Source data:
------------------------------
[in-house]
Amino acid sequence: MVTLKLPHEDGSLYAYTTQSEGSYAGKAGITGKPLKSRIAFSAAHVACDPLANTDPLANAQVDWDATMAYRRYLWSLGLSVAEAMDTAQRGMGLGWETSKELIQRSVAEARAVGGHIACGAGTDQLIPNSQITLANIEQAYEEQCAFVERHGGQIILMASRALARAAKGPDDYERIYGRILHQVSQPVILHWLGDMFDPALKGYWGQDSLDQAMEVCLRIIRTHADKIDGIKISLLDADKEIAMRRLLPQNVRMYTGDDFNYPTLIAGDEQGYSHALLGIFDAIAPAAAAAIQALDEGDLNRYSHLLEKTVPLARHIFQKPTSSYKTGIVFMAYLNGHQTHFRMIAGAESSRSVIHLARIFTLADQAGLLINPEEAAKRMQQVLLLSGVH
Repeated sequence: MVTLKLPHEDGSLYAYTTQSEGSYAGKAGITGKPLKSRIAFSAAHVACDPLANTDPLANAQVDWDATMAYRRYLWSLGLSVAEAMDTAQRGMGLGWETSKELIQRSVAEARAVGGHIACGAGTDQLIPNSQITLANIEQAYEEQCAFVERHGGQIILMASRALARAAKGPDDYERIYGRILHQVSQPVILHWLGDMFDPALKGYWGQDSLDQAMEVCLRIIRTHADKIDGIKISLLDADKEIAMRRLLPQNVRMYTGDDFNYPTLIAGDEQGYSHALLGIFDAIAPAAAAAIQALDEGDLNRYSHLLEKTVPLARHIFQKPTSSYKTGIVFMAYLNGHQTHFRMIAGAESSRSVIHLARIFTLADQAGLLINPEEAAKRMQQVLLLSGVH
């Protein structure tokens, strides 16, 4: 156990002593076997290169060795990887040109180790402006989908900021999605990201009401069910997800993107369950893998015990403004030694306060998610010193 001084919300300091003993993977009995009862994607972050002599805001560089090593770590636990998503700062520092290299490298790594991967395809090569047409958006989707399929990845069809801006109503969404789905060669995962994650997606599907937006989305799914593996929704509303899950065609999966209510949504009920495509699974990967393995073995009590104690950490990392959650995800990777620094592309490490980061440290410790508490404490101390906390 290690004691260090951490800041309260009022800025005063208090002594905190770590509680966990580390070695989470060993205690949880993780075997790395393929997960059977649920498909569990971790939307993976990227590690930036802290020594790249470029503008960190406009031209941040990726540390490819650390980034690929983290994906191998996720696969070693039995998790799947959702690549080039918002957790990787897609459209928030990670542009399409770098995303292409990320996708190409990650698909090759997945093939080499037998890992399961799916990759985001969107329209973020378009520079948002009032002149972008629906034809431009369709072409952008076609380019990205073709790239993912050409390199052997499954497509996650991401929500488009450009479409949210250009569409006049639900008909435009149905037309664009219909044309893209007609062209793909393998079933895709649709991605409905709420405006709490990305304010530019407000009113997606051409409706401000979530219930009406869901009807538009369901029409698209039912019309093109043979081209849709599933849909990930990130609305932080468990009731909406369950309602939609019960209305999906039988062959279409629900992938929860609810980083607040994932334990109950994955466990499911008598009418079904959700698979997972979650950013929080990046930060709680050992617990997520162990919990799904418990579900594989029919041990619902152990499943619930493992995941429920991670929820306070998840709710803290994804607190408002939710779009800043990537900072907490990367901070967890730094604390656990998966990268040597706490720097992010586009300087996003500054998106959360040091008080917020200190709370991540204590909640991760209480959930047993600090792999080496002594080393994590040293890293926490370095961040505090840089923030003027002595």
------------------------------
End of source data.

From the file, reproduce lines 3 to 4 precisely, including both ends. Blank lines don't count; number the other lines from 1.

Repeated sequence: MVTLKLPHEDGSLYAYTTQSEGSYAGKAGITGKPLKSRIAFSAAHVACDPLANTDPLANAQVDWDATMAYRRYLWSLGLSVAEAMDTAQRGMGLGWETSKELIQRSVAEARAVGGHIACGAGTDQLIPNSQITLANIEQAYEEQCAFVERHGGQIILMASRALARAAKGPDDYERIYGRILHQVSQPVILHWLGDMFDPALKGYWGQDSLDQAMEVCLRIIRTHADKIDGIKISLLDADKEIAMRRLLPQNVRMYTGDDFNYPTLIAGDEQGYSHALLGIFDAIAPAAAAAIQALDEGDLNRYSHLLEKTVPLARHIFQKPTSSYKTGIVFMAYLNGHQTHFRMIAGAESSRSVIHLARIFTLADQAGLLINPEEAAKRMQQVLLLSGVH
């Protein structure tokens, strides 16, 4: 156990002593076997290169060795990887040109180790402006989908900021999605990201009401069910997800993107369950893998015990403004030694306060998610010193 001084919300300091003993993977009995009862994607972050002599805001560089090593770590636990998503700062520092290299490298790594991967395809090569047409958006989707399929990845069809801006109503969404789905060669995962994650997606599907937006989305799914593996929704509303899950065609999966209510949504009920495509699974990967393995073995009590104690950490990392959650995800990777620094592309490490980061440290410790508490404490101390906390 290690004691260090951490800041309260009022800025005063208090002594905190770590509680966990580390070695989470060993205690949880993780075997790395393929997960059977649920498909569990971790939307993976990227590690930036802290020594790249470029503008960190406009031209941040990726540390490819650390980034690929983290994906191998996720696969070693039995998790799947959702690549080039918002957790990787897609459209928030990670542009399409770098995303292409990320996708190409990650698909090759997945093939080499037998890992399961799916990759985001969107329209973020378009520079948002009032002149972008629906034809431009369709072409952008076609380019990205073709790239993912050409390199052997499954497509996650991401929500488009450009479409949210250009569409006049639900008909435009149905037309664009219909044309893209007609062209793909393998079933895709649709991605409905709420405006709490990305304010530019407000009113997606051409409706401000979530219930009406869901009807538009369901029409698209039912019309093109043979081209849709599933849909990930990130609305932080468990009731909406369950309602939609019960209305999906039988062959279409629900992938929860609810980083607040994932334990109950994955466990499911008598009418079904959700698979997972979650950013929080990046930060709680050992617990997520162990919990799904418990579900594989029919041990619902152990499943619930493992995941429920991670929820306070998840709710803290994804607190408002939710779009800043990537900072907490990367901070967890730094604390656990998966990268040597706490720097992010586009300087996003500054998106959360040091008080917020200190709370991540204590909640991760209480959930047993600090792999080496002594080393994590040293890293926490370095961040505090840089923030003027002595």